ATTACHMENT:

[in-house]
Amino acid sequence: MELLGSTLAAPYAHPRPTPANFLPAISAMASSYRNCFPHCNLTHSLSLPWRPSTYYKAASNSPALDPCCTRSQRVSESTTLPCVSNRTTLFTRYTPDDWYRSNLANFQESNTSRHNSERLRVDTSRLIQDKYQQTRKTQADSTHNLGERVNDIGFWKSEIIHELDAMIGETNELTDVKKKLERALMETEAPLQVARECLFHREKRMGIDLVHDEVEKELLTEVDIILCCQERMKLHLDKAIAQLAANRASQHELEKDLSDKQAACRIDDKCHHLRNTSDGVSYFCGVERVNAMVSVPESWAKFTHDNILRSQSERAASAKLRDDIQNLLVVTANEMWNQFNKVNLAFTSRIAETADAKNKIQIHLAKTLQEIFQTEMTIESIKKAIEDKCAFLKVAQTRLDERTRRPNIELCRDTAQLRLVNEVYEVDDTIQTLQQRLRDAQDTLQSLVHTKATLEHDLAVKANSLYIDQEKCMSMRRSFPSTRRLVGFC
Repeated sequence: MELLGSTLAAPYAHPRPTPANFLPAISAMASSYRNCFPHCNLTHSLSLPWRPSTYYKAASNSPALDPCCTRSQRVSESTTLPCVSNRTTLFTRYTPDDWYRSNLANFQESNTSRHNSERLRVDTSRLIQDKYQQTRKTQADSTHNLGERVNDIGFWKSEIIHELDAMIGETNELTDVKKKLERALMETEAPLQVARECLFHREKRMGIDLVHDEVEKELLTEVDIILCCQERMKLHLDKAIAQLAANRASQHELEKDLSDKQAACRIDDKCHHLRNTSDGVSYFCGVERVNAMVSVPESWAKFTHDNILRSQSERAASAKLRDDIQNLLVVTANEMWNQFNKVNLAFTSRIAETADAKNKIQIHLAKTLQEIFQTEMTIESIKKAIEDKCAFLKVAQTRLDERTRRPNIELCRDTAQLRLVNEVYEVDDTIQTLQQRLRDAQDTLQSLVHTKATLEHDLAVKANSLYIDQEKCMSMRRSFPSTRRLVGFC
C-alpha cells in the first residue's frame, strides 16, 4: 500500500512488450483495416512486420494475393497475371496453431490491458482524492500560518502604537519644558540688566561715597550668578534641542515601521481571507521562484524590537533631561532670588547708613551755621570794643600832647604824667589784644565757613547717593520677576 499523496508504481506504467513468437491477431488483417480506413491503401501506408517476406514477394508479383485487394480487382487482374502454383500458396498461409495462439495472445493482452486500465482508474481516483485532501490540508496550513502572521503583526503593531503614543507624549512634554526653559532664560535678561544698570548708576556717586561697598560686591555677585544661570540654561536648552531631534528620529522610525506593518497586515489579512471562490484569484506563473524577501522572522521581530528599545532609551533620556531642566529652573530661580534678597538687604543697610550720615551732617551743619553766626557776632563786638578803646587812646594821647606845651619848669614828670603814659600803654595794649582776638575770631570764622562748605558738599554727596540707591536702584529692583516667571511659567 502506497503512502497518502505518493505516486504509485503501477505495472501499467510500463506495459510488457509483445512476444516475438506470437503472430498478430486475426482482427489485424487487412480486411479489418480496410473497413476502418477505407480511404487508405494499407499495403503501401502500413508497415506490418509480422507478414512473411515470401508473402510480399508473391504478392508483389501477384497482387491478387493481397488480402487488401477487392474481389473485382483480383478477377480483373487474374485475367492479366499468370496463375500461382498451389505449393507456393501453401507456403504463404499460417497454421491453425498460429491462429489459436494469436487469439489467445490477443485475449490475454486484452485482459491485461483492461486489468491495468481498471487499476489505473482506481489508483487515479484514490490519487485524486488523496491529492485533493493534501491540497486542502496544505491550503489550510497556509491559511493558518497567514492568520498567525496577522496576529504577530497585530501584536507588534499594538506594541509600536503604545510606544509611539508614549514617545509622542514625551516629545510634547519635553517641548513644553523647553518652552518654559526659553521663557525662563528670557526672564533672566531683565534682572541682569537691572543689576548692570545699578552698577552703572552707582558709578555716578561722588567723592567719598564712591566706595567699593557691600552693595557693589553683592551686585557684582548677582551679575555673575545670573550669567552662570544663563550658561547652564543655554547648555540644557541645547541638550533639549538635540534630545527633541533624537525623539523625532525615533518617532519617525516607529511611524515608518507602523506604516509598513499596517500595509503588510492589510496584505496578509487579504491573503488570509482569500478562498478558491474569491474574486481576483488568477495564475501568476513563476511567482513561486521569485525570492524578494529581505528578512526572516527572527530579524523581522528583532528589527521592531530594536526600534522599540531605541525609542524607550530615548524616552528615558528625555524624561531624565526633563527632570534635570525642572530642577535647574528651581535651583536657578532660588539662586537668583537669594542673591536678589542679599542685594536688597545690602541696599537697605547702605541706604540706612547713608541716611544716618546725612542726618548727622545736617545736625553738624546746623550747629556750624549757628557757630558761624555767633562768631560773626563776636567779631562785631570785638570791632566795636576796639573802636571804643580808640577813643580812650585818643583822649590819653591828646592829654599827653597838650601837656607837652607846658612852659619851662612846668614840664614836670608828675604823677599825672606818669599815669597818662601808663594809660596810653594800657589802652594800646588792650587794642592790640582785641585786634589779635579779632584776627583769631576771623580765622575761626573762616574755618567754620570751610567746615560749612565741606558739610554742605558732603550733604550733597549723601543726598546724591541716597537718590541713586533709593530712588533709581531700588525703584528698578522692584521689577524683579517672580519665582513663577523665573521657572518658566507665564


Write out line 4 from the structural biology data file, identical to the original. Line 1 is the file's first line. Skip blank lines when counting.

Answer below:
C-alpha cells in the first residue's frame, strides 16, 4: 500500500512488450483495416512486420494475393497475371496453431490491458482524492500560518502604537519644558540688566561715597550668578534641542515601521481571507521562484524590537533631561532670588547708613551755621570794643600832647604824667589784644565757613547717593520677576 499523496508504481506504467513468437491477431488483417480506413491503401501506408517476406514477394508479383485487394480487382487482374502454383500458396498461409495462439495472445493482452486500465482508474481516483485532501490540508496550513502572521503583526503593531503614543507624549512634554526653559532664560535678561544698570548708576556717586561697598560686591555677585544661570540654561536648552531631534528620529522610525506593518497586515489579512471562490484569484506563473524577501522572522521581530528599545532609551533620556531642566529652573530661580534678597538687604543697610550720615551732617551743619553766626557776632563786638578803646587812646594821647606845651619848669614828670603814659600803654595794649582776638575770631570764622562748605558738599554727596540707591536702584529692583516667571511659567 502506497503512502497518502505518493505516486504509485503501477505495472501499467510500463506495459510488457509483445512476444516475438506470437503472430498478430486475426482482427489485424487487412480486411479489418480496410473497413476502418477505407480511404487508405494499407499495403503501401502500413508497415506490418509480422507478414512473411515470401508473402510480399508473391504478392508483389501477384497482387491478387493481397488480402487488401477487392474481389473485382483480383478477377480483373487474374485475367492479366499468370496463375500461382498451389505449393507456393501453401507456403504463404499460417497454421491453425498460429491462429489459436494469436487469439489467445490477443485475449490475454486484452485482459491485461483492461486489468491495468481498471487499476489505473482506481489508483487515479484514490490519487485524486488523496491529492485533493493534501491540497486542502496544505491550503489550510497556509491559511493558518497567514492568520498567525496577522496576529504577530497585530501584536507588534499594538506594541509600536503604545510606544509611539508614549514617545509622542514625551516629545510634547519635553517641548513644553523647553518652552518654559526659553521663557525662563528670557526672564533672566531683565534682572541682569537691572543689576548692570545699578552698577552703572552707582558709578555716578561722588567723592567719598564712591566706595567699593557691600552693595557693589553683592551686585557684582548677582551679575555673575545670573550669567552662570544663563550658561547652564543655554547648555540644557541645547541638550533639549538635540534630545527633541533624537525623539523625532525615533518617532519617525516607529511611524515608518507602523506604516509598513499596517500595509503588510492589510496584505496578509487579504491573503488570509482569500478562498478558491474569491474574486481576483488568477495564475501568476513563476511567482513561486521569485525570492524578494529581505528578512526572516527572527530579524523581522528583532528589527521592531530594536526600534522599540531605541525609542524607550530615548524616552528615558528625555524624561531624565526633563527632570534635570525642572530642577535647574528651581535651583536657578532660588539662586537668583537669594542673591536678589542679599542685594536688597545690602541696599537697605547702605541706604540706612547713608541716611544716618546725612542726618548727622545736617545736625553738624546746623550747629556750624549757628557757630558761624555767633562768631560773626563776636567779631562785631570785638570791632566795636576796639573802636571804643580808640577813643580812650585818643583822649590819653591828646592829654599827653597838650601837656607837652607846658612852659619851662612846668614840664614836670608828675604823677599825672606818669599815669597818662601808663594809660596810653594800657589802652594800646588792650587794642592790640582785641585786634589779635579779632584776627583769631576771623580765622575761626573762616574755618567754620570751610567746615560749612565741606558739610554742605558732603550733604550733597549723601543726598546724591541716597537718590541713586533709593530712588533709581531700588525703584528698578522692584521689577524683579517672580519665582513663577523665573521657572518658566507665564